The Best Places For Wildlife Encounters on the Cradle Coast
There are endless chances to spot animals in the wild on the Cradle Coast – head to nearly any beach at dusk to spot little penguins coming home, keep an eye out for platypus at quiet waterways or spot lumbering wombats in national parks. But for a closer encounter and more informative experience there are some top spots you should add to your itinerary as you explore the North-West.
Trowunna Wildlife Sanctuary
Established in 1979, Trowunna Wildlife Sanctuary is a privately-owned wildlife sanctuary, where native Tasmanian fauna and flora thrive. Situated in Mole Creek, less than an hour’s drive from Devonport, the sanctuary houses the world’s largest heritage population of endangered Tasmanian Devils and also has a great range of marsupials, birds and reptiles on site.
The primary goal for Trowunna Wildlife Sanctuary is wildlife conservation, education and rehabilitation. Centrally set among varying alpine, forested, and coastal regions, Trowunna provides a haven of 65 acres for native transient Tasmanian wildlife looking to travel through what are sometimes hostile environments.
With natural vegetation including giant eucalypts and acacias you will see kangaroos, pademelons, wallabies, potoroos and wombats roaming around the sanctuary at their leisure. Bird species that you can view include goshawk, falcon, honey eaters, wrens and rosella to name a few and all nest within the sanctuary’s forest. Other wildlife consists of quolls, bandicoot and bats mainly seen at night.
Trowunna has daily interactive tours with group and private bookings welcome. Facilities include the Devil Education and Research Centre, a gift shop, parking, toilets, picnic tables and disabled accessibility. They also offer Devil, Wombat and Quoll Workshops for career development or personal interest.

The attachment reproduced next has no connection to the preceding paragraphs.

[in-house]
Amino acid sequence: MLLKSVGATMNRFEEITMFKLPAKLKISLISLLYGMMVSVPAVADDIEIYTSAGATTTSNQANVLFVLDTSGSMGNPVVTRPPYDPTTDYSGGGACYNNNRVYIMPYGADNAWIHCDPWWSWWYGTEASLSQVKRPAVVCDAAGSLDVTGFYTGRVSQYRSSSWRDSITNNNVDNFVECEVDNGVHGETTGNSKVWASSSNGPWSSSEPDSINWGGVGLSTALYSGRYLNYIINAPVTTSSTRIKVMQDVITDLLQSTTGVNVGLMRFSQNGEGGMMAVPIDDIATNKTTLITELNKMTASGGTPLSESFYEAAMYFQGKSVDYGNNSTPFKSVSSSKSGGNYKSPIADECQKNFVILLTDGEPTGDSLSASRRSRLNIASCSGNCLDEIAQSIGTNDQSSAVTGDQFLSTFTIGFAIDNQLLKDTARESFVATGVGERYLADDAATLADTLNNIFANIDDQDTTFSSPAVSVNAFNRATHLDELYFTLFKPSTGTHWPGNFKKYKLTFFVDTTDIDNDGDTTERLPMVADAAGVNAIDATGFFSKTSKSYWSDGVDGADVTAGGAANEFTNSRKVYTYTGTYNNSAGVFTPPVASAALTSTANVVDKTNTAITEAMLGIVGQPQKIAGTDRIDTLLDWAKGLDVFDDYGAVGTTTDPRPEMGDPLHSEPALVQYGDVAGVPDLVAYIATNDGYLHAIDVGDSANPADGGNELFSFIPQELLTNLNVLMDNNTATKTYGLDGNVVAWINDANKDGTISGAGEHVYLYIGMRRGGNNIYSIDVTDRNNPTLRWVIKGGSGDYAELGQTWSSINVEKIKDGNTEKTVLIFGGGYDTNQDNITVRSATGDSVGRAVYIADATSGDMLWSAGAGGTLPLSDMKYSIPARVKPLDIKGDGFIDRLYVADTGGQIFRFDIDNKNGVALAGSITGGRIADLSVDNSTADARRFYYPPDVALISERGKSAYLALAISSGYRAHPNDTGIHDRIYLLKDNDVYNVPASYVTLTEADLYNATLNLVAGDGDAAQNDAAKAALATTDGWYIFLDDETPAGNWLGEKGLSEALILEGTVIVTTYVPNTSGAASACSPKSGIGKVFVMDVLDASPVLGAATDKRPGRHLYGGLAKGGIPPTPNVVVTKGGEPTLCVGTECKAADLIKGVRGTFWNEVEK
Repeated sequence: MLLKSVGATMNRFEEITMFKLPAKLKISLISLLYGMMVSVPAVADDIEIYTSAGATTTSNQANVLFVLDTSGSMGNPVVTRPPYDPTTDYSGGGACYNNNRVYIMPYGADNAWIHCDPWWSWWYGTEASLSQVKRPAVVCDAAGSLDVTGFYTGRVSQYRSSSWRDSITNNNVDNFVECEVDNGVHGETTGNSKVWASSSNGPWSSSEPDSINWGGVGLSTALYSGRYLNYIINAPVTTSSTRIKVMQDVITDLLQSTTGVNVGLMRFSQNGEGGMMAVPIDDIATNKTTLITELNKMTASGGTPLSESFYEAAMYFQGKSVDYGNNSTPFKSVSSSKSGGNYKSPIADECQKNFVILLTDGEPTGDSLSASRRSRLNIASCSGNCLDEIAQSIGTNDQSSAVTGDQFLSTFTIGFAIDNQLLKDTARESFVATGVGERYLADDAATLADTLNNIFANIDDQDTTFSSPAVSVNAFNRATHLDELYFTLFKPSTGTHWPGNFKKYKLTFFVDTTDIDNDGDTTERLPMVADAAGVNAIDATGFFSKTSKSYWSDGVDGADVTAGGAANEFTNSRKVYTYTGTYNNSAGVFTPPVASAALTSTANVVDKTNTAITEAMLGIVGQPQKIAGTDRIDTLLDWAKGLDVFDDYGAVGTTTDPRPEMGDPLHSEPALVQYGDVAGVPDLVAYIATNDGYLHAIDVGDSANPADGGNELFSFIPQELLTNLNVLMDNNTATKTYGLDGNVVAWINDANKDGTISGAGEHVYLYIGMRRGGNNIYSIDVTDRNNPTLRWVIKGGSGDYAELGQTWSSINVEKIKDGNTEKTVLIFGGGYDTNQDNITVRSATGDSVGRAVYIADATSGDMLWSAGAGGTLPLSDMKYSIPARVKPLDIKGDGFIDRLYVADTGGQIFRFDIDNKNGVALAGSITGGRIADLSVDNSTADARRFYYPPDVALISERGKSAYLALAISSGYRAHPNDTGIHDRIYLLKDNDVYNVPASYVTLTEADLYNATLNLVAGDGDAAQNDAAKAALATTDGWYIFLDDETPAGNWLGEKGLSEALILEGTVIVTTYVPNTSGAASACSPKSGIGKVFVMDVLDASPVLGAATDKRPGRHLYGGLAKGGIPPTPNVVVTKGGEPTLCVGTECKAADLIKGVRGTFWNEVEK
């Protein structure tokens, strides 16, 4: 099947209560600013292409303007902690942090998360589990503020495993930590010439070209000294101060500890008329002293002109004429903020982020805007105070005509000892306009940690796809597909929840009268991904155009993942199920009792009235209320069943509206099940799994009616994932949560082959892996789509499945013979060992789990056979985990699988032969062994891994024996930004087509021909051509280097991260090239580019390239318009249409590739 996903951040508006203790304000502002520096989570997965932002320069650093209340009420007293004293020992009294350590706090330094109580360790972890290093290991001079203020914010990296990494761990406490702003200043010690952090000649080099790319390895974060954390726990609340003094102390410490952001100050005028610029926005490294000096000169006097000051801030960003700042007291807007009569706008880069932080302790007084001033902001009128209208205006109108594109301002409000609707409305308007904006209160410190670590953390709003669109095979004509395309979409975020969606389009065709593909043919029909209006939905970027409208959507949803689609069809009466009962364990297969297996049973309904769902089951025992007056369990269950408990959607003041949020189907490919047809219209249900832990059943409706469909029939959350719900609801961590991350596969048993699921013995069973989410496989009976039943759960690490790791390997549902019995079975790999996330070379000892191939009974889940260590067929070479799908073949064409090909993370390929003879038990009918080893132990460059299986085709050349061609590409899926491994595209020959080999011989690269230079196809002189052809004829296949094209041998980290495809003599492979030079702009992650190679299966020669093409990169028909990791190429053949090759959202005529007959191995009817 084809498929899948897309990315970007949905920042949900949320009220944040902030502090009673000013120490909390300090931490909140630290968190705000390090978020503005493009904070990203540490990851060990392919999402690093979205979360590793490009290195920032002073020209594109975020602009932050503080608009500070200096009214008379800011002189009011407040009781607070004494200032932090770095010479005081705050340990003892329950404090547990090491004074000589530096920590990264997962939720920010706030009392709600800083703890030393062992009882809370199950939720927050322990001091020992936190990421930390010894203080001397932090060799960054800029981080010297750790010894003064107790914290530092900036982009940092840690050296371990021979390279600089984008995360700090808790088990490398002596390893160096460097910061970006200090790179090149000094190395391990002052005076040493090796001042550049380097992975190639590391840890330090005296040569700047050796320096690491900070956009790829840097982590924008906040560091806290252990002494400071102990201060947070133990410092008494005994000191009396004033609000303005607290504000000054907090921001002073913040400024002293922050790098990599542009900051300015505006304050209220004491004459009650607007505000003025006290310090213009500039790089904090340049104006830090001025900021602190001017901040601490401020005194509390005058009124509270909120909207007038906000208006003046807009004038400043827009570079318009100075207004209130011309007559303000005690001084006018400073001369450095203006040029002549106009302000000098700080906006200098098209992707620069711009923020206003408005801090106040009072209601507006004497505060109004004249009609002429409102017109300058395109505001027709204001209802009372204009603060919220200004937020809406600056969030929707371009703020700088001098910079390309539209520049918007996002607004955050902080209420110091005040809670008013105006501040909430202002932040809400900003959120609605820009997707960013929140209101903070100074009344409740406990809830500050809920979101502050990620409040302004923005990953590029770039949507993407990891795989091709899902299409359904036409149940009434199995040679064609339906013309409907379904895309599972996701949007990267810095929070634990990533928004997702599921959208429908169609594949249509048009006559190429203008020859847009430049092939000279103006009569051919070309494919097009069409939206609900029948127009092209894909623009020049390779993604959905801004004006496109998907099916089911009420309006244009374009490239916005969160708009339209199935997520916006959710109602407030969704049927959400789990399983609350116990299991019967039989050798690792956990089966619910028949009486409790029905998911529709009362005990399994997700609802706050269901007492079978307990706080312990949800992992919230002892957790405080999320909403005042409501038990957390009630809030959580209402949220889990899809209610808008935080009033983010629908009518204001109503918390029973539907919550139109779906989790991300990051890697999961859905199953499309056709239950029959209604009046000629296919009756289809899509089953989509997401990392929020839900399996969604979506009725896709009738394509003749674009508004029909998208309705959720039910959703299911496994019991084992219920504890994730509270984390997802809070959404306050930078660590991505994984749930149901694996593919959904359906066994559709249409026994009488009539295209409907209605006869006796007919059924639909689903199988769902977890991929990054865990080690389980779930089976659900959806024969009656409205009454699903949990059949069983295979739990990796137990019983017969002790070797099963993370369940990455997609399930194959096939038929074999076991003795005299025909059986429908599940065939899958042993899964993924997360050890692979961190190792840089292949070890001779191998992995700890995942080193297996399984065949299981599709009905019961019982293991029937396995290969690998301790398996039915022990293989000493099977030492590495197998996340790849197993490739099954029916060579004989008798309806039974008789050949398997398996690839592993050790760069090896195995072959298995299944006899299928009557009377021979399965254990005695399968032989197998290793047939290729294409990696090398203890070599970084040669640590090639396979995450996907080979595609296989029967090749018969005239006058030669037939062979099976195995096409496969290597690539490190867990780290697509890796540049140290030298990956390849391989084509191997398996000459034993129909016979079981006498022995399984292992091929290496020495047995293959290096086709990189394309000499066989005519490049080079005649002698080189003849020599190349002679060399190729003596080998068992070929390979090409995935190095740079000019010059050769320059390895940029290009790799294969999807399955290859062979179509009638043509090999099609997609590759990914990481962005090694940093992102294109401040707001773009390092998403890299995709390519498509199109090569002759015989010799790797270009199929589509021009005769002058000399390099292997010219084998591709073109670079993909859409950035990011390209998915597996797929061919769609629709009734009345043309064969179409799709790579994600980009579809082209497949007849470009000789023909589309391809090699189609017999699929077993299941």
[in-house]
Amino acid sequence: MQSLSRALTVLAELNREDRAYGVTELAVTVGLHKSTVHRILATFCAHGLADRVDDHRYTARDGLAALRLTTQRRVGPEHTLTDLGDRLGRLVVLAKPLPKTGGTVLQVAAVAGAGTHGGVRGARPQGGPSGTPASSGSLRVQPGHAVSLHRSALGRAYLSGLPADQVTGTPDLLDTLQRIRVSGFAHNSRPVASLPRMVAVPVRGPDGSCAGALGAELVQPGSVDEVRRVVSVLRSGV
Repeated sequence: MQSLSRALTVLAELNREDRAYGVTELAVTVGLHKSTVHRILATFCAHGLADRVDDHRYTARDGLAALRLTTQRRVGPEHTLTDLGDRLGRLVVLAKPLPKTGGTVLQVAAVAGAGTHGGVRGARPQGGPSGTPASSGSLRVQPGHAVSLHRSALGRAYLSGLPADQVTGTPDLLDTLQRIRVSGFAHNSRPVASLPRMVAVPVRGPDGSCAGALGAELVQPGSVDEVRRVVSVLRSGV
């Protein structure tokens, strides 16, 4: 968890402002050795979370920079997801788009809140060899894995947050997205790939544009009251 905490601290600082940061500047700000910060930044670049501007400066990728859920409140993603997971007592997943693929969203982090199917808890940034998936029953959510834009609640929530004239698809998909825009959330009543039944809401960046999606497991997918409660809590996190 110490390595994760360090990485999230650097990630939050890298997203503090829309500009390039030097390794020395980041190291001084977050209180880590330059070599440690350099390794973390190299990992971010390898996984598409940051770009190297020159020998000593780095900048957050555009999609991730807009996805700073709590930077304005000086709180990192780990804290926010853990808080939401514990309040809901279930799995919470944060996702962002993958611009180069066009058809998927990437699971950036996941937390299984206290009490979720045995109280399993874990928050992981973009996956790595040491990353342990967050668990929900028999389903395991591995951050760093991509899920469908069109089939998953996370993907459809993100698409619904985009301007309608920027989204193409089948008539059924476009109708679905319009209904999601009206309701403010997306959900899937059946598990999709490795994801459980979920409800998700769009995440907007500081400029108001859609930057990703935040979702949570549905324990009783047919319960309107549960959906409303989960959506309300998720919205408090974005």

The sanctuary is located at 1892 Mole Creek Road, Mole Creek and is open 9am-5pm everyday apart from Christmas Day. There are daily interactive tours at 11am, 1pm and 3pm. For more information visit the Trowunna website or call (03) 6363 6162.
Wings Wildlife Park
For a fascinating mix of native and exotic species, head to Wings Wildlife Park, located in Gunns Plains, 23km south of Ulverstone, on the banks of the Leven River. Time your visit to make sure you are there for the Tasmanian devil feed at 1pm daily, koala presentation at 11am and 2.30pm, meerkats at 11.30am and 3pm and reptiles at 2pm. You can also feed the trout and kangaroos.
Other animals you can see at the park include wombats, wallabies, quolls, sugar-gliders, wedge-tail eagles, marmosets, monkeys, bison, camels and much more.
Most native animals at Wing’s Wildlife Park have been rescued following injury and are released into their natural habitat when rehabilitated. Those unable to be released stay in their care for the remainder of their lives.
Group bookings, guided tours, encounters, catering, camping and backpacker accommodation are available. Wing’s Wildlife Park has a cafe open for lunch, snacks, drinks and ice-creams plus you can browse in the gift shop.
The park is located at 137 Winduss Road, Gunns Plains and is open 10am-4pm everyday apart from Christmas Day. For more information visit wingswildlifepark.com.au or call (03) 6429 1151
For a close encounter with the world’s largest carnivorous marsupial, the state’s most iconic native animal, head to Devils@Cradle.
In the perfect location to combine with a trip to the national park, Devils@Cradle can be found just on the edge of the world heritage area, where it conducts conservation and breeding programs for the species. Visit the sanctuary during the day to get to know more about these extraordinary animals. In the Visitors Centre check out the educational displays where you can look into a devil’s den from the comfort of the indoors.
For an even more intimate encounter join an experienced tour guide who will walk you through the sanctuary and share information about the devils’ lifecycle and the current threats they face. If you are planning a longer stay in the area visit of an evening to observe the amazing night time antics of the animals being fed. The mainly nocturnal species is far more active at night, so the sanctuary uses environmentally sensitive lighting to allow visitors to experience a rare opportunity to see Tasmanian devils in a group feeding situation.